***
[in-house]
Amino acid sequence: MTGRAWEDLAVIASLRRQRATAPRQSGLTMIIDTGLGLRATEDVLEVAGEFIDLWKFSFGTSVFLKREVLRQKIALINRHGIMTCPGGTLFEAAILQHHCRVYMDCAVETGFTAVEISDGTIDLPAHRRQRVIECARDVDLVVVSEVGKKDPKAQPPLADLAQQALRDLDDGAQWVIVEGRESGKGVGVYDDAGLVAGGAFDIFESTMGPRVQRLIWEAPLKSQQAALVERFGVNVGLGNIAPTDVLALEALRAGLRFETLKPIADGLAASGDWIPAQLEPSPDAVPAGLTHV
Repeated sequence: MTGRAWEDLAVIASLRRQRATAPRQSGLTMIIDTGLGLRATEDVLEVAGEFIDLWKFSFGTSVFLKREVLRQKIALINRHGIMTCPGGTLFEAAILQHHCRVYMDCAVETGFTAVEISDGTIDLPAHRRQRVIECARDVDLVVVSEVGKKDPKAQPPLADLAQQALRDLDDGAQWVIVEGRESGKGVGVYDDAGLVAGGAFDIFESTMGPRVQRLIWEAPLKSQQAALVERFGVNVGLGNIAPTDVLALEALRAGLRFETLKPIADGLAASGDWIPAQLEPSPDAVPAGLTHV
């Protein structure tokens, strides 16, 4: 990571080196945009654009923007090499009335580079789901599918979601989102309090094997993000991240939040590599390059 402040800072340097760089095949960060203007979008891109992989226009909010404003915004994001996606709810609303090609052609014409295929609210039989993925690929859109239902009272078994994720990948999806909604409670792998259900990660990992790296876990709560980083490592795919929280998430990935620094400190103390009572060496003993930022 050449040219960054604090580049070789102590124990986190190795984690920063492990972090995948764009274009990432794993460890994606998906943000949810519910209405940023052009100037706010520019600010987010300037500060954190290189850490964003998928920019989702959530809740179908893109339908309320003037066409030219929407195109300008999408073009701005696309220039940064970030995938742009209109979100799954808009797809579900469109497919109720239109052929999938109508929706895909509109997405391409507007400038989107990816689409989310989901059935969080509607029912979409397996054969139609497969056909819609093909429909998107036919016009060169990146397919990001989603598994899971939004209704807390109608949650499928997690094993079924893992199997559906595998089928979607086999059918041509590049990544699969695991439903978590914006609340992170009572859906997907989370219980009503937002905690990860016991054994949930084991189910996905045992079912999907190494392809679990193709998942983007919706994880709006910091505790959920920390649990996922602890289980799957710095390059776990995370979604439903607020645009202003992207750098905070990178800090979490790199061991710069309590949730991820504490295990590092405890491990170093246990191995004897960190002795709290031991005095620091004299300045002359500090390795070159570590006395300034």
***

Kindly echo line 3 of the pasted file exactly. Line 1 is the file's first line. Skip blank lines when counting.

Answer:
Repeated sequence: MTGRAWEDLAVIASLRRQRATAPRQSGLTMIIDTGLGLRATEDVLEVAGEFIDLWKFSFGTSVFLKREVLRQKIALINRHGIMTCPGGTLFEAAILQHHCRVYMDCAVETGFTAVEISDGTIDLPAHRRQRVIECARDVDLVVVSEVGKKDPKAQPPLADLAQQALRDLDDGAQWVIVEGRESGKGVGVYDDAGLVAGGAFDIFESTMGPRVQRLIWEAPLKSQQAALVERFGVNVGLGNIAPTDVLALEALRAGLRFETLKPIADGLAASGDWIPAQLEPSPDAVPAGLTHV